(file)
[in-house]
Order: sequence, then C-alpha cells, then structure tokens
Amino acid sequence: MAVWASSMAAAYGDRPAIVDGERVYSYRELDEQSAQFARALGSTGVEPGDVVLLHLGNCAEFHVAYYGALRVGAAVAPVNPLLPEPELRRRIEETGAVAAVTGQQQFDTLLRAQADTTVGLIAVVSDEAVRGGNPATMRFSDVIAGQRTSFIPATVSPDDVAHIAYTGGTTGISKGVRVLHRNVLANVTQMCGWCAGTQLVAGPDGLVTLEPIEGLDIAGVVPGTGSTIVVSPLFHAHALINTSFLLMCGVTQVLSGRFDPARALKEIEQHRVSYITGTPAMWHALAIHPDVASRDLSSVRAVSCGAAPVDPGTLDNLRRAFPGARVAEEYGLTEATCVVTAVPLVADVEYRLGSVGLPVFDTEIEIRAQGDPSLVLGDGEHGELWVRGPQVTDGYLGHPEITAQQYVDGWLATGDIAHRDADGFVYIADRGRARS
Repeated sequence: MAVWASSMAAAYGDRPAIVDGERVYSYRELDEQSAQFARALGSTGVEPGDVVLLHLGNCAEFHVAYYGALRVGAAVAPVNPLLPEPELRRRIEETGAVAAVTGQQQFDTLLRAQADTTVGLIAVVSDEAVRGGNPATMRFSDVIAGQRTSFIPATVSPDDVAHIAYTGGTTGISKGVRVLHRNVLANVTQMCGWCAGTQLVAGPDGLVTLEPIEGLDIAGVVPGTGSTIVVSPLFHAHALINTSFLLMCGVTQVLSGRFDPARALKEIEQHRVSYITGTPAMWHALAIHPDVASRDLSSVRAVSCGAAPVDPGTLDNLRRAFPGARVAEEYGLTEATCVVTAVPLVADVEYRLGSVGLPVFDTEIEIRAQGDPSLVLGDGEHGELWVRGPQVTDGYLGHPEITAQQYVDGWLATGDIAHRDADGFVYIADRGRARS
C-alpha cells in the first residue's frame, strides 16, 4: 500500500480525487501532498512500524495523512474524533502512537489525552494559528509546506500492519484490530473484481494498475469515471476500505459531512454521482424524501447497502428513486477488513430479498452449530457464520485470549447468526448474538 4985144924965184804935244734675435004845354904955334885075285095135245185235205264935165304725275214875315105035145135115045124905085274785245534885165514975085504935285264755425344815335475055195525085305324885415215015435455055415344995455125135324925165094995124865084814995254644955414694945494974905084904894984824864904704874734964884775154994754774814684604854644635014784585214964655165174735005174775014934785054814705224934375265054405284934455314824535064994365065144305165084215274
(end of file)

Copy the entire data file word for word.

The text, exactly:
[in-house]
Order: sequence, then C-alpha cells, then structure tokens
Amino acid sequence: MAVWASSMAAAYGDRPAIVDGERVYSYRELDEQSAQFARALGSTGVEPGDVVLLHLGNCAEFHVAYYGALRVGAAVAPVNPLLPEPELRRRIEETGAVAAVTGQQQFDTLLRAQADTTVGLIAVVSDEAVRGGNPATMRFSDVIAGQRTSFIPATVSPDDVAHIAYTGGTTGISKGVRVLHRNVLANVTQMCGWCAGTQLVAGPDGLVTLEPIEGLDIAGVVPGTGSTIVVSPLFHAHALINTSFLLMCGVTQVLSGRFDPARALKEIEQHRVSYITGTPAMWHALAIHPDVASRDLSSVRAVSCGAAPVDPGTLDNLRRAFPGARVAEEYGLTEATCVVTAVPLVADVEYRLGSVGLPVFDTEIEIRAQGDPSLVLGDGEHGELWVRGPQVTDGYLGHPEITAQQYVDGWLATGDIAHRDADGFVYIADRGRARS
Repeated sequence: MAVWASSMAAAYGDRPAIVDGERVYSYRELDEQSAQFARALGSTGVEPGDVVLLHLGNCAEFHVAYYGALRVGAAVAPVNPLLPEPELRRRIEETGAVAAVTGQQQFDTLLRAQADTTVGLIAVVSDEAVRGGNPATMRFSDVIAGQRTSFIPATVSPDDVAHIAYTGGTTGISKGVRVLHRNVLANVTQMCGWCAGTQLVAGPDGLVTLEPIEGLDIAGVVPGTGSTIVVSPLFHAHALINTSFLLMCGVTQVLSGRFDPARALKEIEQHRVSYITGTPAMWHALAIHPDVASRDLSSVRAVSCGAAPVDPGTLDNLRRAFPGARVAEEYGLTEATCVVTAVPLVADVEYRLGSVGLPVFDTEIEIRAQGDPSLVLGDGEHGELWVRGPQVTDGYLGHPEITAQQYVDGWLATGDIAHRDADGFVYIADRGRARS
C-alpha cells in the first residue's frame, strides 16, 4: 500500500480525487501532498512500524495523512474524533502512537489525552494559528509546506500492519484490530473484481494498475469515471476500505459531512454521482424524501447497502428513486477488513430479498452449530457464520485470549447468526448474538 4985144924965184804935244734675435004845354904955334885075285095135245185235205264935165304725275214875315105035145135115045124905085274785245534885165514975085504935285264755425344815335475055195525085305324885415215015435455055415344995455125135324925165094995124865084814995254644955414694945494974905084904894984824864904704874734964884775154994754774814684604854644635014784585214964655165174735005174775014934785054814705224934375265054405284934455314824535064994365065144305165084215274